Tuesday, September 15

How long shoud a sermon be?

One thing that has surprised me as we've visited so many churches after returning to the US is how long sermons (messages) have become -- none under 35 minutes -- at least one over 50. Frankly, I don't get it. With the way media has developed I thought things would be going the other direction.

At exceptional communicator might be able to hold someone's attention for 40-45 minutes utilizing a conversational oratory style. But I can only name two or three such people (and I doubt any of them read my blog). Most really good communicators can't hold people's attention longer than 20 minutes. There are too many who should stop at about 5 minutes.

I try to speak less than 20 minutes when I preach (and even that is pushing it for me and my audience). That doesn't mean I'm always successful at condensing things to that amount of time -- but that's my goal. My ideal sermon is when I can sift through the text and condense it all down to 12 or 15 minutes. But that's hard -- really hard -- and it requires more preparation time. (Longer sermons often mean that the preacher hasn't prepped enough to get focused.)

Here are some things that might help:

1. Choose a single narrative or metaphor to carry your message all the way through the message.

2. Condense your sermon down to a single point before you add stories or sub-points. When you're done developing the flow, check the sub-points and stores in relation to the main point -- and eliminate the half that don't fit.

3. If you feel that you have to go longer than 15 minutes use a more interactive style. Ask questions, catch people a little off guard, engage in actual conversation with the "audience," include an interview...

4. Use a video clip or prop -- a memorable object. But don't use the same kind of media in every sermon. Don't use a video clip each week or a song every week. If your object is too predictable it isn't as engaging.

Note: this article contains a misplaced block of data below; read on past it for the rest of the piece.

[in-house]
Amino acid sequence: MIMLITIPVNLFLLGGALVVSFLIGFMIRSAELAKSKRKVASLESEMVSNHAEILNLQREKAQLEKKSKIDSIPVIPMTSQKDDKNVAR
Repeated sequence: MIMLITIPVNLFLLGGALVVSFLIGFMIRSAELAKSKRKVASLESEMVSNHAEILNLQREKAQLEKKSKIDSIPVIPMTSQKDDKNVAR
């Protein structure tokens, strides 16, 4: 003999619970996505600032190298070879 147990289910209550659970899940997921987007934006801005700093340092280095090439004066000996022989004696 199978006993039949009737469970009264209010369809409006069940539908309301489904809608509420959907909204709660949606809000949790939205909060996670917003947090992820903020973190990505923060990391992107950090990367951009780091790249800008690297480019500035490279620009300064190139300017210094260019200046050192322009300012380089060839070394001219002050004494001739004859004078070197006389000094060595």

5. Break things down into smaller bite size pieces. If your style involves textual exposition don't feel like you have to cover a whole chapter. Sometimes working with two or three verses is more effective.

6. Focus more on the public reading of scripture and have your message flow from that -- rather than using scripture to make your points. If there are biblical passages which back-up what you're saying it isn't necessary to read every one of them.

7. Bring the children's sermon back into the service. It gives you a chance to make your point in a completely different way -- often prepping the adults to later hear what you're saying on a more developed level. (And it helps the kids feel like they're a part of what's going on.)

8. Pulpit transparency is a good thing. But some preachers are spending too much time talking about themselves -- more time talking about the challenges in their lives than the gospel itself.

9. As you develop your message tie it into the big biblical picture. That will keep you from spending an inordinate amount of time developing small (fascinating to you) details in the text. It will also keep you balanced with appropriate levels of law and gospel.

10. Create a conversational style manuscript of your message. I know that some are being taught to spend less time preparing the sermon and more time preparing themselves -- and then just to let it flow more naturally as they are led on Sunday morning. That might work okay for the occasional preacher but you'll communicate more clearly if you work through what you're going to say ahead of time. The Holy Spirit is more likely to tell you what to say as you prepare than when you're standing there in front of people processing ideas on the fly. And you'll be more focused!
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